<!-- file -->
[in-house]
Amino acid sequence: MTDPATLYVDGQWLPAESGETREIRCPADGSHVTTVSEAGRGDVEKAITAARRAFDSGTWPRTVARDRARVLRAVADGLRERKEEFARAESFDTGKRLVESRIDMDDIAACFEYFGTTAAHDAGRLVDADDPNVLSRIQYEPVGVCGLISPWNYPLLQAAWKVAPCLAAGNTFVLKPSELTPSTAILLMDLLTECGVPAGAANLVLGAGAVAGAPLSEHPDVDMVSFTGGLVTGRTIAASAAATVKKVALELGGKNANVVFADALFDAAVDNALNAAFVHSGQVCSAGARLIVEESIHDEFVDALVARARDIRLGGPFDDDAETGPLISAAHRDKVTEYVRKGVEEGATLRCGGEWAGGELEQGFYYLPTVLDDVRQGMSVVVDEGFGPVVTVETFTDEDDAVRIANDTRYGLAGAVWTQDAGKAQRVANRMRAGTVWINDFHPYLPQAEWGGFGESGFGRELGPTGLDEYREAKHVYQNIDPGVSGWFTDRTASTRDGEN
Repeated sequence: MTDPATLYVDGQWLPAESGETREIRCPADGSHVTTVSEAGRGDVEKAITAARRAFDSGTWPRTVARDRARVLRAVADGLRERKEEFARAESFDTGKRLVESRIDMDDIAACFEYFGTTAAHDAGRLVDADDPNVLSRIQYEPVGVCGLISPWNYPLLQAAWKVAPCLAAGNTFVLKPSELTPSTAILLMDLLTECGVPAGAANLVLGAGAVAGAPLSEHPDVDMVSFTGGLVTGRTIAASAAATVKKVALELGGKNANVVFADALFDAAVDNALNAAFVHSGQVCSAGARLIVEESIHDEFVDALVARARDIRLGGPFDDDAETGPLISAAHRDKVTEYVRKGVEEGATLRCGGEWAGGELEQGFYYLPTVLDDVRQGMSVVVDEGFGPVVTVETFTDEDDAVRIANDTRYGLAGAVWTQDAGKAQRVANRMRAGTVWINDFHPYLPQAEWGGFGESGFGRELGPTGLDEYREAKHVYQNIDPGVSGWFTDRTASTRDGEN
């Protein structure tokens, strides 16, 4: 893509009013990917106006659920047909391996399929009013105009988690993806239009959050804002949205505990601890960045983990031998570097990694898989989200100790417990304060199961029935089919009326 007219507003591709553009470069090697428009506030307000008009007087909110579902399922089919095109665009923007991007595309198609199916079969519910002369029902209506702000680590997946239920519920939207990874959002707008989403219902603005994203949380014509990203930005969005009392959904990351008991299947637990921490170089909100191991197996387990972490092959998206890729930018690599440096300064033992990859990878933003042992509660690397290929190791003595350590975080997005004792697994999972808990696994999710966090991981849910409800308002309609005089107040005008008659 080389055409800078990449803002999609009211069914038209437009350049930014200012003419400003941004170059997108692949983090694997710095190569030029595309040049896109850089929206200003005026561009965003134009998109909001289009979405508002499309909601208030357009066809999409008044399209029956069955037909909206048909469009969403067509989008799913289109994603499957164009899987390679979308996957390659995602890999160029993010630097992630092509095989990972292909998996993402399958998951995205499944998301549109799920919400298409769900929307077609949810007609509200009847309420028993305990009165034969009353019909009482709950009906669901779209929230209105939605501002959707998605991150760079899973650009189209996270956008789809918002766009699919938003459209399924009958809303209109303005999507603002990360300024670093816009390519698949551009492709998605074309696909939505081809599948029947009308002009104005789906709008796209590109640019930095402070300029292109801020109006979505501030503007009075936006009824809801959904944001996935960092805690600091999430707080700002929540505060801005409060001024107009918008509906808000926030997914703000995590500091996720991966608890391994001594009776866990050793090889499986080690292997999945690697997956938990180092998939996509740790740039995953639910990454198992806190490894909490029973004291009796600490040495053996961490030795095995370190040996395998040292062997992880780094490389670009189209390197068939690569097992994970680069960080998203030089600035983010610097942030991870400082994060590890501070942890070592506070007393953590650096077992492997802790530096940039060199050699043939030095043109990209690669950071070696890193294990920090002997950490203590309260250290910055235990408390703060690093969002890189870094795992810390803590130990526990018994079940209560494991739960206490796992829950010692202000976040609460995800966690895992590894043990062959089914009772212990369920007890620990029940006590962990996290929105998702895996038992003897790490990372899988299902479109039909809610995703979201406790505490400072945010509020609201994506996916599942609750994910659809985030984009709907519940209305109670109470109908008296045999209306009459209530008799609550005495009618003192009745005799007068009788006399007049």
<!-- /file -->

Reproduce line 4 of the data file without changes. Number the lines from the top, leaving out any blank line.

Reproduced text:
């Protein structure tokens, strides 16, 4: 893509009013990917106006659920047909391996399929009013105009988690993806239009959050804002949205505990601890960045983990031998570097990694898989989200100790417990304060199961029935089919009326 007219507003591709553009470069090697428009506030307000008009007087909110579902399922089919095109665009923007991007595309198609199916079969519910002369029902209506702000680590997946239920519920939207990874959002707008989403219902603005994203949380014509990203930005969005009392959904990351008991299947637990921490170089909100191991197996387990972490092959998206890729930018690599440096300064033992990859990878933003042992509660690397290929190791003595350590975080997005004792697994999972808990696994999710966090991981849910409800308002309609005089107040005008008659 080389055409800078990449803002999609009211069914038209437009350049930014200012003419400003941004170059997108692949983090694997710095190569030029595309040049896109850089929206200003005026561009965003134009998109909001289009979405508002499309909601208030357009066809999409008044399209029956069955037909909206048909469009969403067509989008799913289109994603499957164009899987390679979308996957390659995602890999160029993010630097992630092509095989990972292909998996993402399958998951995205499944998301549109799920919400298409769900929307077609949810007609509200009847309420028993305990009165034969009353019909009482709950009906669901779209929230209105939605501002959707998605991150760079899973650009189209996270956008789809918002766009699919938003459209399924009958809303209109303005999507603002990360300024670093816009390519698949551009492709998605074309696909939505081809599948029947009308002009104005789906709008796209590109640019930095402070300029292109801020109006979505501030503007009075936006009824809801959904944001996935960092805690600091999430707080700002929540505060801005409060001024107009918008509906808000926030997914703000995590500091996720991966608890391994001594009776866990050793090889499986080690292997999945690697997956938990180092998939996509740790740039995953639910990454198992806190490894909490029973004291009796600490040495053996961490030795095995370190040996395998040292062997992880780094490389670009189209390197068939690569097992994970680069960080998203030089600035983010610097942030991870400082994060590890501070942890070592506070007393953590650096077992492997802790530096940039060199050699043939030095043109990209690669950071070696890193294990920090002997950490203590309260250290910055235990408390703060690093969002890189870094795992810390803590130990526990018994079940209560494991739960206490796992829950010692202000976040609460995800966690895992590894043990062959089914009772212990369920007890620990029940006590962990996290929105998702895996038992003897790490990372899988299902479109039909809610995703979201406790505490400072945010509020609201994506996916599942609750994910659809985030984009709907519940209305109670109470109908008296045999209306009459209530008799609550005495009618003192009745005799007068009788006399007049």